Genotyping is the technique through which the variations in an organisms DNA are determined by comparing that organisms DNA to a reference sequence. Genoptyping of an organism also reveals its alleles, the various alternative forms of genes or groups of genes. It plays a very important part in the study of diseases, and in combination with next-generation sequencing technology will help improve treatment methods.
Selective sequencing of coding regions of the genome is an effecient and effective alternative to whole genome sequencing. Exons are the parts of coding regions which control the translation of proteins.
Transcriptome sequencing focuses on the complete array of RNA molecules, which include transfer RNA, messenger RNA, ribosomal RNA, and non-coding RNA. Transcriptome sequencing can help answer questions about gene expression, discovery of novel genes and their functions, classification of diseases, or to help identify targets for drug treatment development.
Amplicon sequencing targets relatively small, specific regions of the genome usually in the hundreds of base pairs. Amplicon sequencing combined with next-generation sequencing allows for thousands of amplicons across many samples to be prepared simultaneously and indexed within hours and often within a single-run.
Bacterial and virus typing is used in the accurate and fast identification and discrimination of strains. Enhancements in bacterial and viral typing can also assist in outbreak identification, surveillance, and in the understanding of transmission, pathogenesis, and evolutionary relationships of the target. Often specific isolates can be sequenced within a day using next-generation sequencing techniques.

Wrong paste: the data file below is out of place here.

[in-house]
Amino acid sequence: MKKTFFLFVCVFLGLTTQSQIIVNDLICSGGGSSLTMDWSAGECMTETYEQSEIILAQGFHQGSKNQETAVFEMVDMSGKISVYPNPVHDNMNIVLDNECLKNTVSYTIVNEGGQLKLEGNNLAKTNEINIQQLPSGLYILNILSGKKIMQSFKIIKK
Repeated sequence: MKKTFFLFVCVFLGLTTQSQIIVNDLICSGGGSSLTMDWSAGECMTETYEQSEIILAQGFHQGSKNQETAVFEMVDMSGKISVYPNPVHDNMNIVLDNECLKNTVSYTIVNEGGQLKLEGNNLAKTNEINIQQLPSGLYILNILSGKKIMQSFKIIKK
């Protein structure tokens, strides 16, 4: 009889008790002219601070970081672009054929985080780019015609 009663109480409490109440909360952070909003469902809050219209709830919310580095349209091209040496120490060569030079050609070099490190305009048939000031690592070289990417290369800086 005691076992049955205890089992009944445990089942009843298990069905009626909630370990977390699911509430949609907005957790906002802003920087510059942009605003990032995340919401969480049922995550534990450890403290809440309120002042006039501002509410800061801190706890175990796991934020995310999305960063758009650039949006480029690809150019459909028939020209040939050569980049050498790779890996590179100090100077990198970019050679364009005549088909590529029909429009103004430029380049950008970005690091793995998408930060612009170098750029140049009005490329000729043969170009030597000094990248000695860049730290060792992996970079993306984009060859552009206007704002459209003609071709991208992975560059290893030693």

De novo Sequencing
De novo is a latin expression meaning “from the beginning”. Hence, de novo sequencing is primarily focused on the sequencing of a novel genome for the first time, or genomes in which large variations are expected, such as genomes with high plasticity. It often requires specialized assembly of sequencing reads, and can be very computationally intensive, though next-generation sequencing has largely reduced the overhead associated with it.
Targeted DNA Sequencing
Targeted DNA sequencing allows the researcher to utilize the specificity of PCR in order to target the genes of their choosing. Targeted DNA sequencing provides the ability to acheive deeper sequencing coverage in order to identify those genes expressed at lower levels that may possibly have been missed by other sequencing methods.
Targeted RNA Sequencing
Targeted RNA sequencing allows the researcher to utilize the specificity of PCR in order to target the genes of their choosing. Targeted RNA sequencing provides the ability to acheive deeper sequencing coverage in order to identify those transcripts expressed at lower levels that may possibly have been missed by other sequencing methods.
Aneuploidy and CNV Analysis
Aneuploidy and Copy-umber variations (CNV) are important factors in the study of genetic disorders, disease, and phylogenetics. Next-generation sequencing has made the study and analysis of aneuploidy and CNV much easier than with previous methods.
Small RNA and miRNA Sequencing
This type of sequencing uses high-throughput methods to sequence miRNA and small RNA, which are important to tissue expression patterns, isoforms, and disease associations.